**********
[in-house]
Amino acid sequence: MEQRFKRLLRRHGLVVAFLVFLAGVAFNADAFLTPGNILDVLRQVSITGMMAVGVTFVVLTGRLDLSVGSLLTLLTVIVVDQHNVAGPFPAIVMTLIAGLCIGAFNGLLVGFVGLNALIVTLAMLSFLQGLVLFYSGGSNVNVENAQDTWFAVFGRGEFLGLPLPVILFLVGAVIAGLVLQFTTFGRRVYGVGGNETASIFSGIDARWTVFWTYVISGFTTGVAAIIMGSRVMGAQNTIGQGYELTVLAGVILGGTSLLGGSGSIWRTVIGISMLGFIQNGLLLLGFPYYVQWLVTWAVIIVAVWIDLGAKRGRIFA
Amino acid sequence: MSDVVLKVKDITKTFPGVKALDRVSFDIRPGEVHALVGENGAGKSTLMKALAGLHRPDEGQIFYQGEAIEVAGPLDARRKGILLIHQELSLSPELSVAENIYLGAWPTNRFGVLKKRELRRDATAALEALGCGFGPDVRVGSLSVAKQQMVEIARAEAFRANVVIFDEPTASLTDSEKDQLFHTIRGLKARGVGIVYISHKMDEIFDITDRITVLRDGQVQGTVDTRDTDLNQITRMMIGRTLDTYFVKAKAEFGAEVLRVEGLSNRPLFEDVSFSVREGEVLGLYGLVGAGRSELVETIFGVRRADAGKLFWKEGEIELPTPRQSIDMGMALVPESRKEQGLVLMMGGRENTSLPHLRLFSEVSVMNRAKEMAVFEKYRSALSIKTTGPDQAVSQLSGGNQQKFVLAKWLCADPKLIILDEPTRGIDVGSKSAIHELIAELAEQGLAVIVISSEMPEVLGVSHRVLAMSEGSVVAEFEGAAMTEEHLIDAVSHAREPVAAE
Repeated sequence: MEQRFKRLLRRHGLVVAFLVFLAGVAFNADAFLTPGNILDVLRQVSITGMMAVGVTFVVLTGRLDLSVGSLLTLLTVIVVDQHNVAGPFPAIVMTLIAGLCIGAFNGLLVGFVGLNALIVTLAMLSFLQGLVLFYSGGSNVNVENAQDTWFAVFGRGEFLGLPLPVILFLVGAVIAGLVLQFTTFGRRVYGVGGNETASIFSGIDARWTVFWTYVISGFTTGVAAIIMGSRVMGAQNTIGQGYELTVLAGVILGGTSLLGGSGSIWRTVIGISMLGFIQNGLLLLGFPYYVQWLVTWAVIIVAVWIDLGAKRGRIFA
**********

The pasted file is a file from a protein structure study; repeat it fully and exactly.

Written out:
[in-house]
Amino acid sequence: MEQRFKRLLRRHGLVVAFLVFLAGVAFNADAFLTPGNILDVLRQVSITGMMAVGVTFVVLTGRLDLSVGSLLTLLTVIVVDQHNVAGPFPAIVMTLIAGLCIGAFNGLLVGFVGLNALIVTLAMLSFLQGLVLFYSGGSNVNVENAQDTWFAVFGRGEFLGLPLPVILFLVGAVIAGLVLQFTTFGRRVYGVGGNETASIFSGIDARWTVFWTYVISGFTTGVAAIIMGSRVMGAQNTIGQGYELTVLAGVILGGTSLLGGSGSIWRTVIGISMLGFIQNGLLLLGFPYYVQWLVTWAVIIVAVWIDLGAKRGRIFA
Amino acid sequence: MSDVVLKVKDITKTFPGVKALDRVSFDIRPGEVHALVGENGAGKSTLMKALAGLHRPDEGQIFYQGEAIEVAGPLDARRKGILLIHQELSLSPELSVAENIYLGAWPTNRFGVLKKRELRRDATAALEALGCGFGPDVRVGSLSVAKQQMVEIARAEAFRANVVIFDEPTASLTDSEKDQLFHTIRGLKARGVGIVYISHKMDEIFDITDRITVLRDGQVQGTVDTRDTDLNQITRMMIGRTLDTYFVKAKAEFGAEVLRVEGLSNRPLFEDVSFSVREGEVLGLYGLVGAGRSELVETIFGVRRADAGKLFWKEGEIELPTPRQSIDMGMALVPESRKEQGLVLMMGGRENTSLPHLRLFSEVSVMNRAKEMAVFEKYRSALSIKTTGPDQAVSQLSGGNQQKFVLAKWLCADPKLIILDEPTRGIDVGSKSAIHELIAELAEQGLAVIVISSEMPEVLGVSHRVLAMSEGSVVAEFEGAAMTEEHLIDAVSHAREPVAAE
Repeated sequence: MEQRFKRLLRRHGLVVAFLVFLAGVAFNADAFLTPGNILDVLRQVSITGMMAVGVTFVVLTGRLDLSVGSLLTLLTVIVVDQHNVAGPFPAIVMTLIAGLCIGAFNGLLVGFVGLNALIVTLAMLSFLQGLVLFYSGGSNVNVENAQDTWFAVFGRGEFLGLPLPVILFLVGAVIAGLVLQFTTFGRRVYGVGGNETASIFSGIDARWTVFWTYVISGFTTGVAAIIMGSRVMGAQNTIGQGYELTVLAGVILGGTSLLGGSGSIWRTVIGISMLGFIQNGLLLLGFPYYVQWLVTWAVIIVAVWIDLGAKRGRIFA